Local bookstores thrive as they reinvent genre

Small business | 7 Dec, 2015 |

In order to endure the financial hardships of our time, a local business owner fused a business savvy mentality with creative problem solving to survive during the collapse of an industry.

Cindy Dach, 48, owner and general manager at Changing Hands Bookstore, says that it is the ability for a local business to be nimble that gives them the advantage necessary to adapt to the changing economy.

Barnes & Noble have made headlines this month with a $34.9 million reported loss, causing a 30 percent drop in their stock. Though it has slowly crept up, many fear for the future of the company. Despite the dismal predicament corporate bookstores find themselves in, the independent bookstores miraculously are thriving.

“We can change the policy and we don’t have to worry about big losses with investments,” Dach said. “A corporate store has to bounce everything back to their corporate headquarters and that is a problem. Changes in policy cost them millions . Our ideas don’t have a large impact when we are trying stuff out.“

In order to reinvent the bookstore, Dach understood that books brought in a low profit margin. In order to increase revenue she adopted a business model that she refers to  as “bookstore 2.0”.

“I noticed that when we would have author events the bar next door would have amazing nights in sales and I began to think: That’s my money!” Dach said.

She introduced the idea of having a cafe and bar within the establishment to her co-owners, Bob Sommer and Gayle Shanks, after visiting Kramerbooks and Afterwords Cafe in Washington DC.

“The fact that they had incorporated a coffee/wine/beer bar into the store made the draw irresistible,” Mike McCullough, a regular patron, said. “Independent businesses offer a level of service and attention to detail a corporation simply can not match.”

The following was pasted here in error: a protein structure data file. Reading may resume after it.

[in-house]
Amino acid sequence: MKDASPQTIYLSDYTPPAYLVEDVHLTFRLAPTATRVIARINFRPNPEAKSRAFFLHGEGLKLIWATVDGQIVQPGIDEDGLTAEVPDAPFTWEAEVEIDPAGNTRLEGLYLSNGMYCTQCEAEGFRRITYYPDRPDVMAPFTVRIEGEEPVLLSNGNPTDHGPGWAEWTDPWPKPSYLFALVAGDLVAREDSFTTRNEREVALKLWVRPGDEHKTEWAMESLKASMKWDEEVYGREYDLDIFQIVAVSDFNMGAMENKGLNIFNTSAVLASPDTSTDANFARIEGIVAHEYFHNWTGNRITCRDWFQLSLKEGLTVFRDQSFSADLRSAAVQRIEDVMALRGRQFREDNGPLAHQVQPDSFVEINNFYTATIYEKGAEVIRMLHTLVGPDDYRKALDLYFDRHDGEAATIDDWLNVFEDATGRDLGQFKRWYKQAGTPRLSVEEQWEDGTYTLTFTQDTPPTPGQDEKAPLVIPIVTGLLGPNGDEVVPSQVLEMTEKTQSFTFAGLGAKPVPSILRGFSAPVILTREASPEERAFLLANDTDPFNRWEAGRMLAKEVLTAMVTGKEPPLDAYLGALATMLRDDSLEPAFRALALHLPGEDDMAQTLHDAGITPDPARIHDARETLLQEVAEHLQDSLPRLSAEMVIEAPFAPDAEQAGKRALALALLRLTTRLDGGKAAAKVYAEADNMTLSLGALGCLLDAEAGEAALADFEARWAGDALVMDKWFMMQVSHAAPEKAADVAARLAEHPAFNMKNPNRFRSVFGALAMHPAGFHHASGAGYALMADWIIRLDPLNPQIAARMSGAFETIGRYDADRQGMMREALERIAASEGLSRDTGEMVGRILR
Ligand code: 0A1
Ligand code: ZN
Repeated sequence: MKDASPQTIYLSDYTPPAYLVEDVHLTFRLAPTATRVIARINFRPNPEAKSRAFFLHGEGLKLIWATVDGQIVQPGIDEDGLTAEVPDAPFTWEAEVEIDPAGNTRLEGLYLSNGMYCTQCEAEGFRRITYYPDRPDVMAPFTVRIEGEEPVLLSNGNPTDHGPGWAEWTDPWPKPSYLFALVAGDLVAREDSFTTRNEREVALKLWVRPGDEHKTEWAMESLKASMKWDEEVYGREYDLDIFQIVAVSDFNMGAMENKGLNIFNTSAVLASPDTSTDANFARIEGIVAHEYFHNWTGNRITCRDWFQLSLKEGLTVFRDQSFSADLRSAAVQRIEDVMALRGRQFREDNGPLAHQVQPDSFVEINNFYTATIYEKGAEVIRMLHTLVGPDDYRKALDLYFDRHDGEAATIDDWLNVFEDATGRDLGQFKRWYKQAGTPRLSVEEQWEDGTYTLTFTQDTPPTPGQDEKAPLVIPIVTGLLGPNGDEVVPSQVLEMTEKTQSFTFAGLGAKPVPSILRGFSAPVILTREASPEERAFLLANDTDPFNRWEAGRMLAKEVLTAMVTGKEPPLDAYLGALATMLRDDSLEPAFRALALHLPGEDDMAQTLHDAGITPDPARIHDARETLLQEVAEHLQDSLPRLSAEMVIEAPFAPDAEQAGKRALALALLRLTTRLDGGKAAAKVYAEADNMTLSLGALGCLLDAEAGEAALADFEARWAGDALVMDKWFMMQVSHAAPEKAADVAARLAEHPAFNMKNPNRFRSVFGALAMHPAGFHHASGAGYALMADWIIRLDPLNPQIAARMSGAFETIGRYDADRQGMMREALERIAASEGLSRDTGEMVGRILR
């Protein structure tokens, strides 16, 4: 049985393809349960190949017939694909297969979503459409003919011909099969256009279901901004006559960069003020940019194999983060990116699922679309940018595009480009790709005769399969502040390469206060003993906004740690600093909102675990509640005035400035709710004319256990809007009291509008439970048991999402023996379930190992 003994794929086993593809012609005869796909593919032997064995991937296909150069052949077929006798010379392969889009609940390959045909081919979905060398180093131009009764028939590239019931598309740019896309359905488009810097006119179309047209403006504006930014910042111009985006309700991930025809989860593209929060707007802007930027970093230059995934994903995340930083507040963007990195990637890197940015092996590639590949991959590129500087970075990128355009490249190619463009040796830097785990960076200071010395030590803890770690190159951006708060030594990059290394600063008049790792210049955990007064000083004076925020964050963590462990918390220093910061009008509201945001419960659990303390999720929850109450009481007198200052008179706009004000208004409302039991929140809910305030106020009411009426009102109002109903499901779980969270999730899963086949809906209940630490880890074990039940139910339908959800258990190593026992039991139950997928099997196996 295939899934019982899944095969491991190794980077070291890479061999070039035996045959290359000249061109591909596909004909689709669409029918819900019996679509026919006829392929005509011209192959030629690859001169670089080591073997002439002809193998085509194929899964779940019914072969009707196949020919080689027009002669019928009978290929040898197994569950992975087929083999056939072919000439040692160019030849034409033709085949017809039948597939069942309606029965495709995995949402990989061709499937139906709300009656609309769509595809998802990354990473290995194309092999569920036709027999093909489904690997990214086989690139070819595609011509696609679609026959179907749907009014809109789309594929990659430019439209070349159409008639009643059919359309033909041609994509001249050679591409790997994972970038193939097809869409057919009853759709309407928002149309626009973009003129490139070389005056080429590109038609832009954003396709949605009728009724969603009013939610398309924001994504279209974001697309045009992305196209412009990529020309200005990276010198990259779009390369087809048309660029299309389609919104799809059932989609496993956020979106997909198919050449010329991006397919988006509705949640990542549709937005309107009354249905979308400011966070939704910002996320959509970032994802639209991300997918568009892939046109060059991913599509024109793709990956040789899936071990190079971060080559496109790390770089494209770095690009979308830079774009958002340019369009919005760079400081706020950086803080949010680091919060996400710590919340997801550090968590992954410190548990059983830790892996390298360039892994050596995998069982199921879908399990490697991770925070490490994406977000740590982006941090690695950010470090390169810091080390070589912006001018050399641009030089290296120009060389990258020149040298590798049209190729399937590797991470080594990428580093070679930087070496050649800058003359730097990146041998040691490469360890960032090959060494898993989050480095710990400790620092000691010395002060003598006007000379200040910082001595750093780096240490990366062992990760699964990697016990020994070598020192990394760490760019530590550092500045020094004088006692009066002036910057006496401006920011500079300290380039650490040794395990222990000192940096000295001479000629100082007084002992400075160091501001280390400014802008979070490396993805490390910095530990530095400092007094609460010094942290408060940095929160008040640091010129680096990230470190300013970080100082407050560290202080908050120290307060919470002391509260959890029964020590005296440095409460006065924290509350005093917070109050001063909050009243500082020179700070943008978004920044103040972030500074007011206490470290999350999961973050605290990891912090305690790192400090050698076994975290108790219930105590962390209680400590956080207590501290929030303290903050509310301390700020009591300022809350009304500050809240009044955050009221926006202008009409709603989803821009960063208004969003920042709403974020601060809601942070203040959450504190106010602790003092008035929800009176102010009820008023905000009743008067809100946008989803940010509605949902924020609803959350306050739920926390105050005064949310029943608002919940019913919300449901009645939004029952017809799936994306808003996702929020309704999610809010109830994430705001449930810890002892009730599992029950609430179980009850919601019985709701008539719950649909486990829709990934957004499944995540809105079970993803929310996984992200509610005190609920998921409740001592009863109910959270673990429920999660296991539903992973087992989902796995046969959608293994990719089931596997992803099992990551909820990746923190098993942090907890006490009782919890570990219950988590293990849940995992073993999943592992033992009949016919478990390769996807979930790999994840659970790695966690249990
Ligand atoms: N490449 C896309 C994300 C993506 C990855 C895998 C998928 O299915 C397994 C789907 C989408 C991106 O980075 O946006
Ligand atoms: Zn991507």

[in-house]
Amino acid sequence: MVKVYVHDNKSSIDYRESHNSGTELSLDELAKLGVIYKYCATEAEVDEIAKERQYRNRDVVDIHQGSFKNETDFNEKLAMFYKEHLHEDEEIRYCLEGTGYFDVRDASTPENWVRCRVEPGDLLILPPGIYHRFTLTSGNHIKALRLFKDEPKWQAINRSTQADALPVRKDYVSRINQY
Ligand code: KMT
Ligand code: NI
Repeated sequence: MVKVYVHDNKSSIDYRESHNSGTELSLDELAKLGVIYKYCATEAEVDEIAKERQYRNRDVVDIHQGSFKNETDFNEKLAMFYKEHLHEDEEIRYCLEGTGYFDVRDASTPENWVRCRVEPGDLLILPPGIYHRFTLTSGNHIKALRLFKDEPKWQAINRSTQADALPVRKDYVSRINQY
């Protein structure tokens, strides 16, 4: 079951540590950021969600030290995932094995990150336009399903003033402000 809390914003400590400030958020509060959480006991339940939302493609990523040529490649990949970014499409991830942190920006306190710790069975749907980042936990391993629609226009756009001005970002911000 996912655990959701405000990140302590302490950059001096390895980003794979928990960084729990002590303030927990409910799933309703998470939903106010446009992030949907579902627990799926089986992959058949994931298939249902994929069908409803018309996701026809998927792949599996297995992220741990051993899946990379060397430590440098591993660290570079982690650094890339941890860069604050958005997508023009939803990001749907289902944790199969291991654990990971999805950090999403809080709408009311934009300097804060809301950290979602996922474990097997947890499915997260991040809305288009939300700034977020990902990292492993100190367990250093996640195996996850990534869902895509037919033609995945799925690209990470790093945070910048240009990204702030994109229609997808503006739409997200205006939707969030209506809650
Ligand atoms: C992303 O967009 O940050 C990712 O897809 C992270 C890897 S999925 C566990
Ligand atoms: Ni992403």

Part of the success of independent bookstores like Changing Hands is the growing popularity among the younger generation’s interest in the local movement.

“When you come to a bookstore to get a book, you help your community and you get to interact with people who care,” Rebecca Brisley, an employee at Changing Hands, said.

Dach attributes the younger generations for the success of their second store, being more active to seek out socially responsible business to support.

“It matters to them and they understand where things come from and the money spent to make it or the harm it causes” Dach said. “So there is this raised consciousness which I really love about this next generation.”

When Changing Hands opened, it was a two-person operation with a vision to open a used bookstore. The logo changed many times, but the motif of hands remained consistent. The idea behind it all was that books often change hands. Dach said she believes it wasn’t until they began doing author events that the company fully established their brand.

Changing Hands’ success hasn’t come without it’s woes, however. 

“The bigger you get, the more you notice the haters, because all of the sudden you are the popular kid. Which is why I think it’s important to be empathetic.” Dach said. “Our biggest challenge is Amazon. It’s hard when your largest competitor makes money in so many ways that books for them is  a lost cause where as for us it’s our livelihood.”

With a bachelor’s degree in marketing and a masters of fine arts in creative writing, Dach never thought she would actually be in a position where she would be living her dream.

“I am a big believer in working harder until you can work smarter.” Dach said.

With 40 years under its belt and its second store, steadily increasing its business with new events, Changing Hands is a true testament that, sometimes, bigger isn’t always better.

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